Hard Lessons

My prep season began with a profile of a tremendously talented and dedicated football player, Michael Jones of Laguna Hills High. Unfortunately, Jones didn't show that dedication in the classroom until it was too late. He went on to have an incredible senior year, shattering county career rushing records, nearly breaking the Southern Section career rushing record and leading the Hawks to the Division VIII section title.

But the most prolific running back in Orange County history will be missing out--at least for now--on a golden opportunity to play football at a major university and get a free education.

Jones seems to have a lot of people rooting for him, myself included. But if he doesn't begin to value his education as much as his football career, he will become just another one of those superior athletes who will have only his high school records to look back on.

The saddest part about the Michael Jones story is that it kept repeating itself. Two of the most gifted soccer players I watched this year--Saddleback forward Tomas Serna and Santa Ana sweeper Mario Gonzalez--had the talent to play NCAA Division I college soccer, but neither was able to qualify academically.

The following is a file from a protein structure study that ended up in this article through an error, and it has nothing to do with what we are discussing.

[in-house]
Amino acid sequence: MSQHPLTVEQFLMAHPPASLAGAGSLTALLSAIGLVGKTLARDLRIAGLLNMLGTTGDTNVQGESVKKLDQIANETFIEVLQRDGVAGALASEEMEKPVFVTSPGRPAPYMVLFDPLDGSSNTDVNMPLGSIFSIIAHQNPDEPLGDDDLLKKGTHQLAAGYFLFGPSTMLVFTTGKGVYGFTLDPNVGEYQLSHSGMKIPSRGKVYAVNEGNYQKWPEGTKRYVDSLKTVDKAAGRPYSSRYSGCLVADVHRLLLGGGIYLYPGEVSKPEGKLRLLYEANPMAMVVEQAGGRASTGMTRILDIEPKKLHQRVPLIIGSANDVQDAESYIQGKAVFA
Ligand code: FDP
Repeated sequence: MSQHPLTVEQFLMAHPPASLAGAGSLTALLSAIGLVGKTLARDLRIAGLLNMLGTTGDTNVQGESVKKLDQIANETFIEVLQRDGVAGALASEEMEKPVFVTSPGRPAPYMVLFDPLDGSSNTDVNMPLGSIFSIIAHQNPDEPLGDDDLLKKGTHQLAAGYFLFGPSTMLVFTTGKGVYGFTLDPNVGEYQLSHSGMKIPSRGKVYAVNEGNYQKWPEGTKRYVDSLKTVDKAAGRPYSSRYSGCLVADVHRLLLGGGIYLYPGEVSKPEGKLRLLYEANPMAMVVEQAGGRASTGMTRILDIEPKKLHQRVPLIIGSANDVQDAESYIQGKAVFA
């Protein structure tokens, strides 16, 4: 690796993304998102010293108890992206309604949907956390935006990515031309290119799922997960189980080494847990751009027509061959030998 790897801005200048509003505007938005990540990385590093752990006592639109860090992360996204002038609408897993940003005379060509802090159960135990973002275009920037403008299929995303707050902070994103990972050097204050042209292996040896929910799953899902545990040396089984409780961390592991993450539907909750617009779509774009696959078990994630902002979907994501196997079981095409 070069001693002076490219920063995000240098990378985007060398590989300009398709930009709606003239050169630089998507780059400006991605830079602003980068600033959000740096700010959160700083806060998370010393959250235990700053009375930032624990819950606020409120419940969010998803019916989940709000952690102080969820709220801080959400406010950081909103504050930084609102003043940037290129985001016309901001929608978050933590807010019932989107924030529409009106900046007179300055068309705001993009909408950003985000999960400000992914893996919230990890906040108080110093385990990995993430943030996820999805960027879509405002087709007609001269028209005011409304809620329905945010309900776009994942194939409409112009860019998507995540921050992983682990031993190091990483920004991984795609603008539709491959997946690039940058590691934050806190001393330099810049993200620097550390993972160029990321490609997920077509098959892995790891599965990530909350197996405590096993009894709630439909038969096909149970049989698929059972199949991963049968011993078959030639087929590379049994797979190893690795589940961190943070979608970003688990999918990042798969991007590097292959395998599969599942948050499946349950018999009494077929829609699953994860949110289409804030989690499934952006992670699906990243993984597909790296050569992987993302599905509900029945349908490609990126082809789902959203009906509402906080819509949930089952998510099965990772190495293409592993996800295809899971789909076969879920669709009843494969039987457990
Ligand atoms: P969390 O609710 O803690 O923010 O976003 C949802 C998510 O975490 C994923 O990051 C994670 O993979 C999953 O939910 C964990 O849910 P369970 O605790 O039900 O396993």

Every time I saw Serna or Gonzalez at a game, I'd inquire about their academics. They would tell me they were studying for the SAT and that they planned to pass it soon. I got the feeling I was more interested in their college future than they were.

Serna and Gonzalez will apparently play at local community colleges next season. There's nothing wrong with playing community college soccer, but they could do better.

College soccer coaches tell me Serna and Gonzalez are good enough to play for almost any Division I program. They are also probably talented enough to one day play professional soccer in this country or abroad. Serna and Gonzalez could still do both, but their road will be longer now. It could have been much shorter and much sweeter had they bothered to devote as much time to their studies as they did to their soccer.

No matter how many of these stories we write, it seems the lessons are never learned. Here's hoping some incoming freshman will remember the stories of Jones, Serna and Gonzalez.

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